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Calling Plays

The art of calling plays in football can translate to leadership. High school football kicked off this past Friday in Georgia. That means college football is not far behind! Up until this year, it meant coaching youth football for me.

For twenty-one years I coached at the youth level.  Nineteen of these were as a head coach.  When I served as the head coach, I was the offensive coordinator and called the plays. There is nothing like designing and orchestrating an offense.

Calling Plays
Huddling up the boys to call the next play.

I already miss the process of game planning, the excitement leading up to game day, and the chess match with the coach on the other sideline. The process sharpened me as a coach and developed leadership skills that translated to the workplace.

Calling plays is an art, so is leadership. Today, Here are eight valuable lessons I learned from running an offense and how they translate to leadership:

The Best Defense Is A Good Offense

When we were facing a team with a good offense, our defensive plan was to stay on offense as much as possible. We tried to remain in possession of the football for as long as possible by getting first downs and keeping the clock moving. It is impossible for the other team’s offense to score if they are on the sideline. There is nothing more satisfying to watch than moving the ball three yards at a time, keeping the chains moving, watching the clock tick.

Busyness can dominate our worlds. When we allow this to happen, we play from behind in the game. We tend to stay on defense. When we are proactive and can create positive momentum we go on offense in the workplace. When we are on defense, we are more reactive. We tend to operate out of fear of being behind. We do not know what to do because we cannot gain possession of our tasks and schedules. Stay on offense, play less defense.

Stick With What Got You There

As playoff time rolled around, you played teams for the second time. The urge was to change everything and come up with new schemes because the other team had seen your system before. Great coaches create new wrinkles, but stick with what got them there.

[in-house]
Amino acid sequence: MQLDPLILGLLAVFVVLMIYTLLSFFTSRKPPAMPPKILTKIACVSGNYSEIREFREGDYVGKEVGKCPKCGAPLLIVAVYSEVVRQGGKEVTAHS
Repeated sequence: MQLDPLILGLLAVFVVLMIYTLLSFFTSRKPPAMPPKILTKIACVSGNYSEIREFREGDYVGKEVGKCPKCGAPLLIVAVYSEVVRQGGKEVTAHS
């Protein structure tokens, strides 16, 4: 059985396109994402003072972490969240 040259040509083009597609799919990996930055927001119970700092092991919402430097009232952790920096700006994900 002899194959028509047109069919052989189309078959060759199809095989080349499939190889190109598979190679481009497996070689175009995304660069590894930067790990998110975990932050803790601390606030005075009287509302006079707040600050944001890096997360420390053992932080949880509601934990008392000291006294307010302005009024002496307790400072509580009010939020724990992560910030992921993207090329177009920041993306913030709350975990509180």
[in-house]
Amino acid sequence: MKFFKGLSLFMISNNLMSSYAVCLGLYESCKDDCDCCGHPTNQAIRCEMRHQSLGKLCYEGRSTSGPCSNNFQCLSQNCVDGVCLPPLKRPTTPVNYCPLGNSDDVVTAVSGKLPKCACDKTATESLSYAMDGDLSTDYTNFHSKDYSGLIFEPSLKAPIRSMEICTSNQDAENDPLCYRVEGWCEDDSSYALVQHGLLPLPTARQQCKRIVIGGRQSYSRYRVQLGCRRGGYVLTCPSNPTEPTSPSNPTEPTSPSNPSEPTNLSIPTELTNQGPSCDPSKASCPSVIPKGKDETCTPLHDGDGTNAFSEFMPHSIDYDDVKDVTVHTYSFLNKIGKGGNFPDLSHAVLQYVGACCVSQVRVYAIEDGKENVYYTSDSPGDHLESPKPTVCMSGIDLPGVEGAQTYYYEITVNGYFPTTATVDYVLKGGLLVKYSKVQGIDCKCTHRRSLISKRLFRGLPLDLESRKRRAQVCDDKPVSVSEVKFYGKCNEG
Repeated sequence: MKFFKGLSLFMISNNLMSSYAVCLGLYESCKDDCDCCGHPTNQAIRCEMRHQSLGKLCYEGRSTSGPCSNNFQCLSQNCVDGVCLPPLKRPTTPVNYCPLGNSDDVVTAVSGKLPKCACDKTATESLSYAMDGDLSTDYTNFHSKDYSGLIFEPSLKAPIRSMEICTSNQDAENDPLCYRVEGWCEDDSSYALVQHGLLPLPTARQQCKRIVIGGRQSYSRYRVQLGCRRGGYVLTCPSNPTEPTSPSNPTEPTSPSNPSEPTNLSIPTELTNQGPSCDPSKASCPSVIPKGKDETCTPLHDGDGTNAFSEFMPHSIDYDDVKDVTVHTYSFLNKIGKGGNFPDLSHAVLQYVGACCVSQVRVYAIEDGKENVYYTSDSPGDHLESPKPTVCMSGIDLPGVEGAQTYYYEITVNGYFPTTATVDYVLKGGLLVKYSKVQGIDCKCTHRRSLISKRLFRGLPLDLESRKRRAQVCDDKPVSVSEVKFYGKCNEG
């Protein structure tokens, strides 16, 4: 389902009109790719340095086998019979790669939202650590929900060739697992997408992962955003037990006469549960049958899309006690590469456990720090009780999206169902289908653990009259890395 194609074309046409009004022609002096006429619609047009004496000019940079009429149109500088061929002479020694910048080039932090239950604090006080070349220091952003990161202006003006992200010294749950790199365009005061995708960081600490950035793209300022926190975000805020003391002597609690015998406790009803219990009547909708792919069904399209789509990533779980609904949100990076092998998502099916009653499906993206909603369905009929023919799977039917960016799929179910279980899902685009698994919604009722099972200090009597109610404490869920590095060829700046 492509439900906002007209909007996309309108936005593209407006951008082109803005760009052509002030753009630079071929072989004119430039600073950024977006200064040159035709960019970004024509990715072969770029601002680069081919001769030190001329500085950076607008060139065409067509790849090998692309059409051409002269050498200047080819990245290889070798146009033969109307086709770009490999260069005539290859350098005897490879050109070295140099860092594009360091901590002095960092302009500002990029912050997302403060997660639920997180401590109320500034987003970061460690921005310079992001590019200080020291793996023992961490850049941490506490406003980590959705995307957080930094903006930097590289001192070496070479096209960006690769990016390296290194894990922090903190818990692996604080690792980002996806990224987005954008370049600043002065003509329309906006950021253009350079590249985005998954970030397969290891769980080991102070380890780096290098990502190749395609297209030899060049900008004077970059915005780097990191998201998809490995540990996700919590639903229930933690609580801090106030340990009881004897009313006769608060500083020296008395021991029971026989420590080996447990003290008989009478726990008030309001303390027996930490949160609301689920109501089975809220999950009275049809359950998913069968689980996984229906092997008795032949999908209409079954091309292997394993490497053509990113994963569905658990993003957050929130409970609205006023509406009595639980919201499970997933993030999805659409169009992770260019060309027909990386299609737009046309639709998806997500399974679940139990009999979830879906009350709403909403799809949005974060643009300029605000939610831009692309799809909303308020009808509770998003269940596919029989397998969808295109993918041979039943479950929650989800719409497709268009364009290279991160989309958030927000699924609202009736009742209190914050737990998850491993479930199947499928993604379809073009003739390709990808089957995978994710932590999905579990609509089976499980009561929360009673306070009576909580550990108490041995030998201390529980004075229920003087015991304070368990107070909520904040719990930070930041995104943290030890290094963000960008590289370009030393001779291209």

When we have success, the greatest risk we run is the urge to change a bunch of things. We should always be open to change, but we should focus on building on that success. This is how you take something from good to great. Stick with what got you there.

Execute the Fundamentals

It drove most of the parents nuts. As the season started, we worked on the fundamentals. On offense, if we could not get in a stance, we did not move onto blocking. If we could not block, we did not start lining up plays. If our backfield could not take a handoff, we did not work on plays. If we could not break the huddle and get in position, you guessed it, we did not run plays. You get the point. It was excruciating to watch, but when we lined up for our first game we always executed well. We may have only had six plays, but our fundamentals allowed us to execute what we had.

As we become more successful, we can forget the fundamentals that got us there. Sometimes we just see the end result of success and not all the blood, sweat, and tears that lead to the execution of that moment. The continued execution of fundamentals leads to sustainable success.

Give The Plan Time, It Will Work

The easiest thing to do when calling plays is to freak out. The first offensive possession was always critical to me. It sets the tone for the entire game. Sometimes the defense provided more resistance than expected. I found that when I stuck to the game plan, it slowed things down. It prevented me from panicking and abandoning the game plan.

One of my favorite movies of all time is Remember the Titans. When questioned on his limited playbook by an assistant coach, Coach Herman Boone replied with, “it’s like Novocain. Just give it time, it always works.” If we have a good plan, it will always work, it just needs some time.

Find People That Complement You